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23 June 2006 Site testing for the Advanced Technology Solar Telescope
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The Advanced Solar Technology Telescope (ATST) is a 4-m solar telescope being designed for high spatial, spectral and temporal resolution, as well as IR and low-scattered light observations. The overall limit of performance of the telescope is strongly influenced by the qualities of the site at which it is located. Six sites were tested with a seeing monitor and a sky brightness instrument for 1.5 to 2 years. The sites were Big Bear (California), Haleakala (Hawaii), La Palma (Canary Islands, Spain), Panguitch Lake (Utah), Sacramento Peak (New Mexico), and San Pedro Martir (Baja California, Mexico). In this paper we will describe the methods and results of the site survey, which chose Haleakala as the location of the ATST.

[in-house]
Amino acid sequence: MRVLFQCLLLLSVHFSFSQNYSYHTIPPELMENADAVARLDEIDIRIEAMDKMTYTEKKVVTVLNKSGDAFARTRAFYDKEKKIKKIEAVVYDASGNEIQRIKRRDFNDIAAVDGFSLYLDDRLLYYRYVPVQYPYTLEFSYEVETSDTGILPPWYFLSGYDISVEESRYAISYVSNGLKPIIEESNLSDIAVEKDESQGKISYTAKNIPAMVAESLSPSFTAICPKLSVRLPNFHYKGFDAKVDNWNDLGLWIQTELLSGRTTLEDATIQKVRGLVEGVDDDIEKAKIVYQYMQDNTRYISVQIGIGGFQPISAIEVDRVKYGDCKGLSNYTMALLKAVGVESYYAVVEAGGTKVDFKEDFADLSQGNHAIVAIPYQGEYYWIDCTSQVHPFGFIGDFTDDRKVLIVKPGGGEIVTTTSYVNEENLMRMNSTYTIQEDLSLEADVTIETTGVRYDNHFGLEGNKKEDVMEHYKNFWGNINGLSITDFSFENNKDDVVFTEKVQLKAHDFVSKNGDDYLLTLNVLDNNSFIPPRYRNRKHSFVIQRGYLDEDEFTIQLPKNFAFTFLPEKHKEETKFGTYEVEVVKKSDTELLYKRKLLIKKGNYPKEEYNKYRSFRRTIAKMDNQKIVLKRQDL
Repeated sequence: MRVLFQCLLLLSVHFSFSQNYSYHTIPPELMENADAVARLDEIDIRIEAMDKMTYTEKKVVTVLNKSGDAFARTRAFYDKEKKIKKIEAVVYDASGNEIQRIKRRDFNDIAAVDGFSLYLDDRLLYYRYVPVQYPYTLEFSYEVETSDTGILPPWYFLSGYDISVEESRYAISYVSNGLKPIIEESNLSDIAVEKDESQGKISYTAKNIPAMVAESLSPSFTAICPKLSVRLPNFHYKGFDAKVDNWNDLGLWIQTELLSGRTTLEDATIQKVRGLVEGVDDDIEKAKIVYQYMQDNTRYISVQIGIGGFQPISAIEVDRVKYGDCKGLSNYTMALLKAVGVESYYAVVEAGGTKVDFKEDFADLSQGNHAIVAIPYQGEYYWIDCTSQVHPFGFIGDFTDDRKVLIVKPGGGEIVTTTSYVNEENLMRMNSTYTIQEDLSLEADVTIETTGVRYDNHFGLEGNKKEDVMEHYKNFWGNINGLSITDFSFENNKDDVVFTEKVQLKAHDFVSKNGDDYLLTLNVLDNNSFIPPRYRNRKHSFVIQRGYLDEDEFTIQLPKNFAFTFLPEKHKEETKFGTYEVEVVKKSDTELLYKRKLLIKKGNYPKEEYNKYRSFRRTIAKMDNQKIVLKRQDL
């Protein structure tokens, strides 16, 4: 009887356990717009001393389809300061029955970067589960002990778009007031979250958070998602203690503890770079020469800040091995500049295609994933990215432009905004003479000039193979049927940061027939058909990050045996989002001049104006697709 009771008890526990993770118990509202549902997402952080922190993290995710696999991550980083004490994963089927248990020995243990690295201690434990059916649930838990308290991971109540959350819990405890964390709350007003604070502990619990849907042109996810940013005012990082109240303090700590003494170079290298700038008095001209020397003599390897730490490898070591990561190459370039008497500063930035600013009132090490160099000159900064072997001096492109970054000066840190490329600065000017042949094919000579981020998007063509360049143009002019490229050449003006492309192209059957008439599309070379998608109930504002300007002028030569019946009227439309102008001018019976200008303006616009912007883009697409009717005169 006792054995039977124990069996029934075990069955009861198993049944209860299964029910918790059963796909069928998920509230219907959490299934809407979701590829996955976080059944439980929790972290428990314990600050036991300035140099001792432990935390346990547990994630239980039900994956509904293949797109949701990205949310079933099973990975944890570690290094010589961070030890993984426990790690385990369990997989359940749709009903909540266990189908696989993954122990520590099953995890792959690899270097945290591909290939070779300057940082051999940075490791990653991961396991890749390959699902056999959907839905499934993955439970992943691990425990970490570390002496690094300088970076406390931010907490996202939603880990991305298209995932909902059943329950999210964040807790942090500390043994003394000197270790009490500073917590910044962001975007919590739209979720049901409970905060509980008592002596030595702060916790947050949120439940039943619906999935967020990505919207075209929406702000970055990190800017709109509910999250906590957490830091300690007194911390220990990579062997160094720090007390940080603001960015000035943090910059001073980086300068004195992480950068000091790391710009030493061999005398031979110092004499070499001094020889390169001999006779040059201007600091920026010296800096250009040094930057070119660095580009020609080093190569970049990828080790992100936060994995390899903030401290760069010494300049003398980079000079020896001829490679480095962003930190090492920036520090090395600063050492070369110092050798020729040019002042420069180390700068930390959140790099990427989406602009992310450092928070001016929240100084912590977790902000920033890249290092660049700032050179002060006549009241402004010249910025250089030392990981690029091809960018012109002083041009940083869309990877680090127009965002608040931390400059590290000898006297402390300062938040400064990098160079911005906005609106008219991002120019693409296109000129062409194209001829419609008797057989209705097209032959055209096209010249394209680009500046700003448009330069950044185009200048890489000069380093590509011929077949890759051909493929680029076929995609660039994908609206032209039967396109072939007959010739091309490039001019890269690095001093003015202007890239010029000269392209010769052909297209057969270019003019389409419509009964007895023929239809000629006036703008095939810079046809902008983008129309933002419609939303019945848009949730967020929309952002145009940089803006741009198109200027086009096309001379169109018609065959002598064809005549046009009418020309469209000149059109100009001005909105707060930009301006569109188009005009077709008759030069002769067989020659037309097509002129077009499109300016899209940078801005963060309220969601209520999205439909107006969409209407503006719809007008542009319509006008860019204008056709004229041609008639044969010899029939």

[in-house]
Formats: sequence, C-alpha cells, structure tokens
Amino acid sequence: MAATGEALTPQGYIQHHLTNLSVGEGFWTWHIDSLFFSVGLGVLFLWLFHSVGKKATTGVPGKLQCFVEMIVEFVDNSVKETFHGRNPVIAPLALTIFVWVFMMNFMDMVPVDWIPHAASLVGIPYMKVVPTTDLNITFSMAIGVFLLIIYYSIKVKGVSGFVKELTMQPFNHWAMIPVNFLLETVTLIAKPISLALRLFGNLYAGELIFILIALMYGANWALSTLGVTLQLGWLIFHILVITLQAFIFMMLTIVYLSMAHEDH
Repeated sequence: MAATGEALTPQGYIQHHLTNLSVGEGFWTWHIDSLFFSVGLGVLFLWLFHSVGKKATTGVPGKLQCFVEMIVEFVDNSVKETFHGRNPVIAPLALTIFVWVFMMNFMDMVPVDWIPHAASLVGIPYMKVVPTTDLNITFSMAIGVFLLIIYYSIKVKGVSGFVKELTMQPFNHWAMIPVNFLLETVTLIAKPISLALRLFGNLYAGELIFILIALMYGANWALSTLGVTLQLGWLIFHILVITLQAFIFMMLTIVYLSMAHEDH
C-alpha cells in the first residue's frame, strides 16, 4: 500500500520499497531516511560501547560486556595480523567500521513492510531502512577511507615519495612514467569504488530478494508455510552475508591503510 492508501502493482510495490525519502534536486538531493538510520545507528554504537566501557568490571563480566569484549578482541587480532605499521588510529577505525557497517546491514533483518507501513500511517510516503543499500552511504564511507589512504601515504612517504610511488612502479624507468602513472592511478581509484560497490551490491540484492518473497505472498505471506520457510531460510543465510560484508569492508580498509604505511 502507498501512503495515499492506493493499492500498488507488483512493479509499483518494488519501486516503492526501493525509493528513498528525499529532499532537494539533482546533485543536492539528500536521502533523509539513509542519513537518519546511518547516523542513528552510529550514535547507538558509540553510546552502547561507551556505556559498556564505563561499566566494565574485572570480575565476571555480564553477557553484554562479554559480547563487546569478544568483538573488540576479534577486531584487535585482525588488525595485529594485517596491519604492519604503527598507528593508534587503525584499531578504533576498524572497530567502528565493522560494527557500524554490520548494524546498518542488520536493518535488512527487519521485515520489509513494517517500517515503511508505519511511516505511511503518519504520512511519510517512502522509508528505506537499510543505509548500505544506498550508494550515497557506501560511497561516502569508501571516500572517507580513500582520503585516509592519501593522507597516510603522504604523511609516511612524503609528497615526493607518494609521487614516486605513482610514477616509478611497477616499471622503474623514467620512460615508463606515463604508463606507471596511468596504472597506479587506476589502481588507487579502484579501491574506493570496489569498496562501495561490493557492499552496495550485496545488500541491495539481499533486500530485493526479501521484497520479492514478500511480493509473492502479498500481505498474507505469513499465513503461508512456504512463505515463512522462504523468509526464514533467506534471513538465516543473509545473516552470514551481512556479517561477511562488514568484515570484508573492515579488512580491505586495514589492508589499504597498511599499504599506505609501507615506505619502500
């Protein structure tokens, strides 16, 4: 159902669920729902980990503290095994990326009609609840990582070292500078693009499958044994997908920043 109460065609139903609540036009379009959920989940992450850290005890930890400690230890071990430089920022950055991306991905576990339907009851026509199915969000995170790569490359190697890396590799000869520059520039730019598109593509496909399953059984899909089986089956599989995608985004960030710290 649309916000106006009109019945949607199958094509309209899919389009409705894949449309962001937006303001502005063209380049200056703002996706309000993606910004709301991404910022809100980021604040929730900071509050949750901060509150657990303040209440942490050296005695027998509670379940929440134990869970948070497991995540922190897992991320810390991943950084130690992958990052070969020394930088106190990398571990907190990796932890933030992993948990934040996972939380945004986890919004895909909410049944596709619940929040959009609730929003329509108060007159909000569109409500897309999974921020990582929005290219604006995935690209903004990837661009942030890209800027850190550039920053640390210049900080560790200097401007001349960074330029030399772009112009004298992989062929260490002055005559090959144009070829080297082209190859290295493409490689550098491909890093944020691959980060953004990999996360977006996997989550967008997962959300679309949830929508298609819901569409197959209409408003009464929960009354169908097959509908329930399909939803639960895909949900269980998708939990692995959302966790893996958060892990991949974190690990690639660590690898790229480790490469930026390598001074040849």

© (2006) COPYRIGHT Society of Photo-Optical Instrumentation Engineers (SPIE). Downloading of the abstract is permitted for personal use only.
F. Hill, J. Beckers, P. Brandt, J. Briggs, T. Brown, W. Brown, M. Collados, C. Denker, S. Fletcher, S. Hegwer, T. Horst, M. Komsa, J. Kuhn, A. Lecinski, H. Lin, S. Oncley, M. Penn, R. Radick, T. Rimmele, H. Socas-Navarro, and K. Streander "Site testing for the Advanced Technology Solar Telescope", Proc. SPIE 6267, Ground-based and Airborne Telescopes, 62671T (23 June 2006);


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